Bioinspired Machines

Soft Locomotive Robots

We have caused natural motion in synthetic robots by using organic elastomers (crosslinked polymers above their glass transition temperature) that deform continuously over large ranges of strain.
  • Large shape changes allow easy switching between gaits: walking or undulating.
  • The tough materials create robots capable of sustaining large impact forces without damage.
  • The robots can be scaled for a mission simply by increasing the size of the mold used to cast the rubber and choosing an appropriate elastic modulus for the material.
Relevant Publications:

Bicontinuous Liquid Metal Foams

We have developed a composite of two entangled foams: an elastomer and a low melting temperature metal, that exhibits dynamic shape morphing and shape memory actuation. Additionally, by melting and freezing the metal foam, the composites can both self-heal and be assembled into larger, continuous structures from smaller sub-components. The composite has been embedded into two soft robotic devices to demonstrate the capability for reversible stiffness in soft robots.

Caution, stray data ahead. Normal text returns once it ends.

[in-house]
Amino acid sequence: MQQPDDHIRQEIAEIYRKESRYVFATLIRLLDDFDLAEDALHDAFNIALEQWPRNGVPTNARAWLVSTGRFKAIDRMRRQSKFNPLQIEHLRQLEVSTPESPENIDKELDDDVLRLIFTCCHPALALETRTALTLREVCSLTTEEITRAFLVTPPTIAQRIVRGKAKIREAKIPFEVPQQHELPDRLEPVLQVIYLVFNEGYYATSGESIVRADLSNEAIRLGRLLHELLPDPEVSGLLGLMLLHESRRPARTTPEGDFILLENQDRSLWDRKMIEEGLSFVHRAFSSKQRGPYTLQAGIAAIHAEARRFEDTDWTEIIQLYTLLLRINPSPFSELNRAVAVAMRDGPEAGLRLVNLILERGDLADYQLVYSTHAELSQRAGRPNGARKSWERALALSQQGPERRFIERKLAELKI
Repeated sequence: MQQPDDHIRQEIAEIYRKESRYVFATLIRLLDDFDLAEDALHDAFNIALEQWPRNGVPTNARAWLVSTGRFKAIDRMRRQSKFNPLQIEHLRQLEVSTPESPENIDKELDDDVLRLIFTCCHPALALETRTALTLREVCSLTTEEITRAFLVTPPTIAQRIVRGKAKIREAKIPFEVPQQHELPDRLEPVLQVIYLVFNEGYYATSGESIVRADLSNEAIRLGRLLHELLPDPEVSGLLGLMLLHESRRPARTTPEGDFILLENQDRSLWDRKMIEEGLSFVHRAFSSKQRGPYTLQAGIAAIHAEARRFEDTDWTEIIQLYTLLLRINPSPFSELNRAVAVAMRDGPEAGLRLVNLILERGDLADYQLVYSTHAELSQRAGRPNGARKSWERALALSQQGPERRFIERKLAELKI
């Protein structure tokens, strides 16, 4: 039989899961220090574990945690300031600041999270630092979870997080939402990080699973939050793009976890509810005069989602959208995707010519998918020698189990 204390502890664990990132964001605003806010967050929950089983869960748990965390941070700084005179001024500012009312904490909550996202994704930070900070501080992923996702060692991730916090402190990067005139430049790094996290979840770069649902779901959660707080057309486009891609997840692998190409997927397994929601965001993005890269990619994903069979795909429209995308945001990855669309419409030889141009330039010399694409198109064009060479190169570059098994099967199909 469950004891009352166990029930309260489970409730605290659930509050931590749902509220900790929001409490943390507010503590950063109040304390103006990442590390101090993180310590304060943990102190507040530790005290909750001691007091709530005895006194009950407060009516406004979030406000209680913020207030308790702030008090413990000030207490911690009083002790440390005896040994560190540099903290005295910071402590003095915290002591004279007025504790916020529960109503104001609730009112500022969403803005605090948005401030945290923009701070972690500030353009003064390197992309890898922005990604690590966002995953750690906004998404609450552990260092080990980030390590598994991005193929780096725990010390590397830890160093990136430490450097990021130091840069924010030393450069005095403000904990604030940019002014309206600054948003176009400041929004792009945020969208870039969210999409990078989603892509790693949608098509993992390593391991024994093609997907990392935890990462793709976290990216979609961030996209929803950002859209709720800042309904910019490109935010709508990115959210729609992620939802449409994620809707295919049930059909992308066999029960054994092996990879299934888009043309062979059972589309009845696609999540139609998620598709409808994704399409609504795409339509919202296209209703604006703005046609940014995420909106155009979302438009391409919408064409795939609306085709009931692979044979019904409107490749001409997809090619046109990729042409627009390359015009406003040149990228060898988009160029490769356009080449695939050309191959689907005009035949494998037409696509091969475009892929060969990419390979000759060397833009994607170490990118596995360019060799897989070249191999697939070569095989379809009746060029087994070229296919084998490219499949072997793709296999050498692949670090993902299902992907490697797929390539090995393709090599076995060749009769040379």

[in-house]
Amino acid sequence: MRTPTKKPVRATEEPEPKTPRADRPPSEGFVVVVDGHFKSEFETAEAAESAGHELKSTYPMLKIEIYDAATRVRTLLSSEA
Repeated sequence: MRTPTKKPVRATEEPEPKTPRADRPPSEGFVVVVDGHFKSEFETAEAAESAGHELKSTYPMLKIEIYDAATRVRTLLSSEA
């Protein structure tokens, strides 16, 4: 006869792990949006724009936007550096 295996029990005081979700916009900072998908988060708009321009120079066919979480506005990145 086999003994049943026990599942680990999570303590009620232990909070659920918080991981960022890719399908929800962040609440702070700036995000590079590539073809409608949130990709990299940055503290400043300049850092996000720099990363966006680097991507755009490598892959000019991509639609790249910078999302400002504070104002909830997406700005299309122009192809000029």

Relevant Publications:

Stretchable electroluminescent skin

We have developed a hyperelastic light emitting capacitor (HLEC) that can expand its surface area by >635% while actively emitting light and sensing this deformation. The center layer is a thin sheet of silicone with embedded ZnS phosphors that glow under a high electric field. Transparent, ionically conductive hydrogel electrodes sandwich the center dielectric layer.
Relevant Publications:

High-DOF, 3D-Printed Fluidic Actuators

Using our custom DMP-SL printer, we can quickly fabricate high resolution actuators from soft materials. Inspired by the complex three-dimensional arrangement of muscles in octopus tentacles, we have designed soft machines that incorporate multiple actuators into a monolithic, printed structure. These antagonistic pairs allow the printed tentacle to actuate over a wide range of motion. As shown in the video to the right, multiple antagonistic pairs can be combined to create complex, 3D motions.
  • High-DOF actuators can be quickly prototyped as a monolithic structure.
  • High speed actuation with periods of less than 70ms.
  • Working pressures greater than 345 kPa (50 psi).
Relevant Publications: